Tuesday, April 25, 2006

Worst Season Ever

As most of you have already read (and have had a good hearty laugh at), Tony Womack was designated for assignment yesterday by the Cincinnati Reds. A flurry of questions raced through my mind upon reading the news, including, “did we catch then Reds GM Dan O’Brien in the midst of a peyote binge?” and, “couldn’t have Wayne Krivsky have just saved his team a huge headache and cut Womack loose during spring training?” But then perhaps the most important question of all dawned on me:

Was Tony Womack’s 2005 the worst single-season performance by a Yankee since 1996?

The answer at first was a resounding, “of course, dummy!” Memories tend to be short, and since Womack’s 2005 was still fresh in my mind, it was the obvious choice for worst single-season performance. But then the whole Rondell White debacle in 2002 returned to memory. So I decided to do some simple research to shed some light on the issue.

Methodically, this experiment was rather simple. I took three key indicators of value to determine the worst – or most underperforming – Yankee in each year from 1996 through 2005: lowest on base percentage, lowest slugging percentage, and lowest OPS + (a player’s OPS, park adjusted, compared to the rest of the league; 100 is average). The minimum at bat requirement is 300. Simply, if a player was in the cellar for all three categories in a given year, he became a candidate for Worst Season Ever.

[MORE]Here are the year-by-year results:

Low OBP: Ruben Sierra, .327
Low SLG: Joe Girardi, .374
Low OPS+: Girardi, 81; Sierra, 82

Low OBP: Girardi, .311
Low SLG: Girardi, .334
Low OPS+: Girardi, 70

Low OBP: Jorge Posada, .350
Low SLG: Chad Curtis, .360
Low OPS+: Curtis, 89

Low OBP: Scott Brosius, .307
Low SLG: Jorge Posada, .401
Low OPS+: Brosius, 90

Low OBP: Brosius, .299
Low SLG: Brosius, .374
Low OPS+: Brosius, 67

Low OBP: Alfonso Soriano, .304
Low SLG: Chuck Knoblauch, .351
Low OPS+: Knoblauch, 83

Low OBP: Rondell White, .288
Low SLG: White, .378
Low OPS+: White, 77

Low OBP: Raul Mondesi, .330
Low SLG: Bernie Williams, .411
Low OPS+: Bernie, 109

Low OBP: Sierra, .296
Low SLG: Miguel Cairo, .417
Low OPS+: Sierra, 96

Low OBP: Tony Womack, .276
Low SLG: Womack, .280
Low OPS+: Womack, 47

Ladies and Gentlemen, your nominees are: Joe Girardi in 1997, Scott Brosius in 2000, Rondell White in 2002, and Tony Womack in 2005. Herein, however, lies the problem: it’s difficult to consider Brosius and Girardi for such an egregious award because of their major contributions to other Yankees teams. But, there is no bias in this study; it’s all about what the numbers tell us.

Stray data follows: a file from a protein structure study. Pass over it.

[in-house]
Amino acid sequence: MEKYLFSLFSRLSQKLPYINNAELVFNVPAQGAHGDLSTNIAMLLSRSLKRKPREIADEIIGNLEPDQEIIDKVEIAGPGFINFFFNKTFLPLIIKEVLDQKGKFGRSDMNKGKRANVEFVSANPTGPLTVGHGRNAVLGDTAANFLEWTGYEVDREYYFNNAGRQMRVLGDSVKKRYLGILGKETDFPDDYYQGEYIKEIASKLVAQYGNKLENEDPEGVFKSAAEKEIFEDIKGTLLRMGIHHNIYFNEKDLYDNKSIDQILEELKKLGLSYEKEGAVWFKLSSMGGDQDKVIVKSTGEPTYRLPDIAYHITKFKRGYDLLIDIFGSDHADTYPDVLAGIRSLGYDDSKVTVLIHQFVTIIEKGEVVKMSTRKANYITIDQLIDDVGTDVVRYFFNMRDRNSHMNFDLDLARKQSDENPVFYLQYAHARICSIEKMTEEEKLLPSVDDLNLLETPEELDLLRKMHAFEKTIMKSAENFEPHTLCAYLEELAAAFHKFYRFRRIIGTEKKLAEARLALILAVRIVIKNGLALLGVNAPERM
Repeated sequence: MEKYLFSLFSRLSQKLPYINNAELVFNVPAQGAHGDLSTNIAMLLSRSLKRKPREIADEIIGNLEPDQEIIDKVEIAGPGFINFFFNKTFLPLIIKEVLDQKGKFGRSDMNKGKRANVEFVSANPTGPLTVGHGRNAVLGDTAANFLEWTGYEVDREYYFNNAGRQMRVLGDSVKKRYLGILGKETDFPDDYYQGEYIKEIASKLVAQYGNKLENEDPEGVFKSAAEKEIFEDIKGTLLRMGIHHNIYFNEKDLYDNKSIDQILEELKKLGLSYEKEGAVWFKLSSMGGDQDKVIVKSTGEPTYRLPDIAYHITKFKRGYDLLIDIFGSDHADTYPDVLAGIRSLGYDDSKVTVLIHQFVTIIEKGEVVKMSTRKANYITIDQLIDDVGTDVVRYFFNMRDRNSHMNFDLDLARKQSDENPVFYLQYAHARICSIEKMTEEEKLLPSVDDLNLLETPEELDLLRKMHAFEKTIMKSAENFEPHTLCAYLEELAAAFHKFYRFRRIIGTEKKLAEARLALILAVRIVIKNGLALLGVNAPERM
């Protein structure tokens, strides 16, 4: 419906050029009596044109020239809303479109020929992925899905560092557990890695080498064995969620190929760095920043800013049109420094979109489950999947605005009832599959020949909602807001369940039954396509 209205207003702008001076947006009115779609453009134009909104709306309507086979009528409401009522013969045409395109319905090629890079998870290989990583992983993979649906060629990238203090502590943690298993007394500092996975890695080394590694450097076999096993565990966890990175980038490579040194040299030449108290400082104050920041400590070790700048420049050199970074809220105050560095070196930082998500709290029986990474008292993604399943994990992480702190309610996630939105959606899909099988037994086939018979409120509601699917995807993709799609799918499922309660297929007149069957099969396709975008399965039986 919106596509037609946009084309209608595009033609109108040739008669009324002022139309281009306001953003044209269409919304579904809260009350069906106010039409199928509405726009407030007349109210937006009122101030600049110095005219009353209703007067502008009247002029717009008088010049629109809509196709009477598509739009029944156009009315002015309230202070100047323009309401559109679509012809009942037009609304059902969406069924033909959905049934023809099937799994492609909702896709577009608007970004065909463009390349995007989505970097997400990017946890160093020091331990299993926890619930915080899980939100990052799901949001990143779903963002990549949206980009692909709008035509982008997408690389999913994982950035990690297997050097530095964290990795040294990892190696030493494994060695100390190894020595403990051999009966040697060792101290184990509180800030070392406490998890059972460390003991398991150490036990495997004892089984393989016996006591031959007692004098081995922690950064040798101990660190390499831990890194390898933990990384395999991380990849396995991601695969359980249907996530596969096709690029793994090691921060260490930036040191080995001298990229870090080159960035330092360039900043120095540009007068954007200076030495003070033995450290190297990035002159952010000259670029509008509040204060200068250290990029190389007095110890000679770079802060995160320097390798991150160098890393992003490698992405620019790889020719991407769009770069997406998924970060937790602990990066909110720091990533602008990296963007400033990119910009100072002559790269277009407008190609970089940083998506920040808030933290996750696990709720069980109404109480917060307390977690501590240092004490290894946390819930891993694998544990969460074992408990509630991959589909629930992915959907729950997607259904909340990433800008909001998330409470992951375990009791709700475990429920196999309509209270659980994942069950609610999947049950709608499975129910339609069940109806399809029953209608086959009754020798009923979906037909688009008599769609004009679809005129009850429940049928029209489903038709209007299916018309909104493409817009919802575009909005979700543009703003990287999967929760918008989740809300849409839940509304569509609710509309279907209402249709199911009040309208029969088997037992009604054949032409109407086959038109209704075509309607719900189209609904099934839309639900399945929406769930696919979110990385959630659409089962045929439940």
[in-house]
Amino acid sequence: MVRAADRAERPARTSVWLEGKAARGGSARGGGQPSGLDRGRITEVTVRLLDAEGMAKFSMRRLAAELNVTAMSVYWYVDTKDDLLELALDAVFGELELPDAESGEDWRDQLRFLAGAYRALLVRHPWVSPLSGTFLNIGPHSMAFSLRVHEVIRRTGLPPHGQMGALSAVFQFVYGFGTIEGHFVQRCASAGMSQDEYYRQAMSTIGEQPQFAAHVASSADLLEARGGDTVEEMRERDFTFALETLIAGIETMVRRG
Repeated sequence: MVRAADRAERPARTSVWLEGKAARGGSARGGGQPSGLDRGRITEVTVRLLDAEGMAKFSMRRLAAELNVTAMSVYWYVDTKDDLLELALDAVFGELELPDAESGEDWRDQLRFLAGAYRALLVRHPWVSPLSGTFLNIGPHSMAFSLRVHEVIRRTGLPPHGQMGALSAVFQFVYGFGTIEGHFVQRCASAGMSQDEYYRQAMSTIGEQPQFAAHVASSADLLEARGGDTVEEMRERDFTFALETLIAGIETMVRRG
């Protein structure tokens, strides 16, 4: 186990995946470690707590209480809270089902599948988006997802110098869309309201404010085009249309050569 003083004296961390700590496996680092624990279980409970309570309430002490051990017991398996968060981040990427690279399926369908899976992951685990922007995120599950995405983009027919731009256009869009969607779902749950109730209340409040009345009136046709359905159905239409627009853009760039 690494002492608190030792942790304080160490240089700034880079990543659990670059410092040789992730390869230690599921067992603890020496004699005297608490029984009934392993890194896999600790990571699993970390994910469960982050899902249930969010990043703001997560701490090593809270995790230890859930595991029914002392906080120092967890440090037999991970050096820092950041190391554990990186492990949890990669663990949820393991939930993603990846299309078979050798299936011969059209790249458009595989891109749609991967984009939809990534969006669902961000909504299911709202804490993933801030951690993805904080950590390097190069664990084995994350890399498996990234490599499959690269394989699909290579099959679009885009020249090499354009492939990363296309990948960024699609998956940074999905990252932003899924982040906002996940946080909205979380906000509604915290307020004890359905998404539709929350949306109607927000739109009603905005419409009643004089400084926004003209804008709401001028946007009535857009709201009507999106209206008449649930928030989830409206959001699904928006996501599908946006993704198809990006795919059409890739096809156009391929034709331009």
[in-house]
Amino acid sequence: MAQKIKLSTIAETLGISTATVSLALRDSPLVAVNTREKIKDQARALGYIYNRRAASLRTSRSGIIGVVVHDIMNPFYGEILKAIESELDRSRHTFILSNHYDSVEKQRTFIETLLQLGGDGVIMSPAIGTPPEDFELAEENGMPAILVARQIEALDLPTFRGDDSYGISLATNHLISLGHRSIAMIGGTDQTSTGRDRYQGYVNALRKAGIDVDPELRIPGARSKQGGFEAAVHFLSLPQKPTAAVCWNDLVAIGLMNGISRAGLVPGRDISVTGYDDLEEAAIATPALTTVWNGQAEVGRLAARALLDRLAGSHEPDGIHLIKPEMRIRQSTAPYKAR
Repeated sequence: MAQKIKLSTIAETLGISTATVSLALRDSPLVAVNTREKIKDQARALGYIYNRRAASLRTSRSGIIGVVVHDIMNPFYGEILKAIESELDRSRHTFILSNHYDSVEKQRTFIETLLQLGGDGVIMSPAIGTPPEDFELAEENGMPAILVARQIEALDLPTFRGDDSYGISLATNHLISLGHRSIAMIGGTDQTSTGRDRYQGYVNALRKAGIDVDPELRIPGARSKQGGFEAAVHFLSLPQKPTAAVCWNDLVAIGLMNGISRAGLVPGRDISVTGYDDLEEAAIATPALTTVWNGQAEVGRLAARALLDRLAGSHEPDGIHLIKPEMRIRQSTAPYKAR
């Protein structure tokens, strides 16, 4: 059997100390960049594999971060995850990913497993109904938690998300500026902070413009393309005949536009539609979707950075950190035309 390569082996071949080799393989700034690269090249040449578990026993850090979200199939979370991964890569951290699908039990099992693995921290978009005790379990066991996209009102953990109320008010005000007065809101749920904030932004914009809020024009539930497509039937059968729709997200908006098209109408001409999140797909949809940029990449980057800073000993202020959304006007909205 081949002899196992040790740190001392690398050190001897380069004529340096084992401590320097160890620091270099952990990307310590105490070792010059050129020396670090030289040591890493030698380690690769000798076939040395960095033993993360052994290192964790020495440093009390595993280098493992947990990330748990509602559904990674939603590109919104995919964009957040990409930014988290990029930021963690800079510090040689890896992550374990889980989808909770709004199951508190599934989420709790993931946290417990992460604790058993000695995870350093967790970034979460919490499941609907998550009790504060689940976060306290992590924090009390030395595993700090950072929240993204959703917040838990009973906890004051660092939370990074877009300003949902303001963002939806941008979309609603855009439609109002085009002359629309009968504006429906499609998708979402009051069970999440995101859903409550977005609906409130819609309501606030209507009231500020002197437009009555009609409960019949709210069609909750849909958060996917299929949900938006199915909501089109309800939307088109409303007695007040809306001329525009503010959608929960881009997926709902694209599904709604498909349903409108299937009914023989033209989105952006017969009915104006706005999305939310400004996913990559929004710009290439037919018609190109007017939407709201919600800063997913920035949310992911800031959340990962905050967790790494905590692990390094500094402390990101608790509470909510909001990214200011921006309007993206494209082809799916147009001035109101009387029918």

Thankfully, we can immediately eliminate Giardi from the running. While his 1997 may have been atrocious by most standards (.264/.311/.334 in 398 AB), he still managed to get his OBP and Slugging over .300, a feat Womack couldn’t match. And he’s a catcher, a position more valued for defense than offense. Once again, my inner bias wants to eliminate Brosius, and one look at his 2000 Slugging Percentage of .374 has me nearly pressing the button. However, he committed his atrocity over 470 at bats, more than anyone else in the study. Additionally, he plays the more offensive oriented position of third base. Sorry, Scotty, but you’re stickin’ around for now.

PlayerABAvgOBPSlgK/BBPA/KPA/BBSingles/Extra Base Hits

After punching these numbers into the table, the winner becomes painfully obvious. While Brosius had the lowest batting average among the group, his OBP (while still in the dumpster) was the highest. He also boasted a slugging percentage a mere .004 points lower than White while playing at a more defensive oriented position. He had the best strikeout to walk ratio, neared Womack for the lowest strikeout rate, and walked at a much greater rate than the others. Scott Brosius, you are officially pardoned.

That brings us to the issue of Rondell White in 2002. As a left fielder, more is expected of him as a hitter than Womack, who played the majority of his time in center and at second base (though he did see plenty of time in left field). And, seeing as his slugging percentage was nearly 100 points higher than Womack’s, I think we can safely say White outperformed him. For the kicker, Womack’s ratio of one extra base hit for ever 8.11 singles pales in comparison to White’s 2.11 ratio. Oh yeah, and White walked more than once every 29 and a quarter plate appearances.

In fact, it looks pretty clear that Womack is the worst of the group, making Dan O’Brien look even more the fool for giving up any more than a pack of cigarettes for the dismal utility player. And, in the process, Cashman was able to right a wrong committed by the Tampa Contingent. And to boot, Cashman got more value than he did for Rondell (Mark Phillips – who? – and Bubba “Disappearing Boy” Trammell). So in retrospect, the Womack deal wasn’t a total killer. It may have cost the team a game or three, which just made them play harder in September, sans Womack, to make up for it.

You know what? I see potential for a follow-up here. Considering his lowly OBP, SLG, walk rate, power numbers, and OPS+, could Womack’s 2005 have been the worst season since, say, 1980 by a player with 300 AB? Of course, I’d need a bit more time for this question, but I think it’s one worth studying. Then again, the idea of “worst season ever” reeks of subjectivity, and I’m bound to run into a flurry of contradicting opinions along the way.

I guess, if nothing else, it would prove my undying hatred for one Tony Womack and the mental anguish he caused millions of Yankees fans in 2005. I have but one message for the soon-to-be free agent: enjoy your retirement, Tony. It begins today.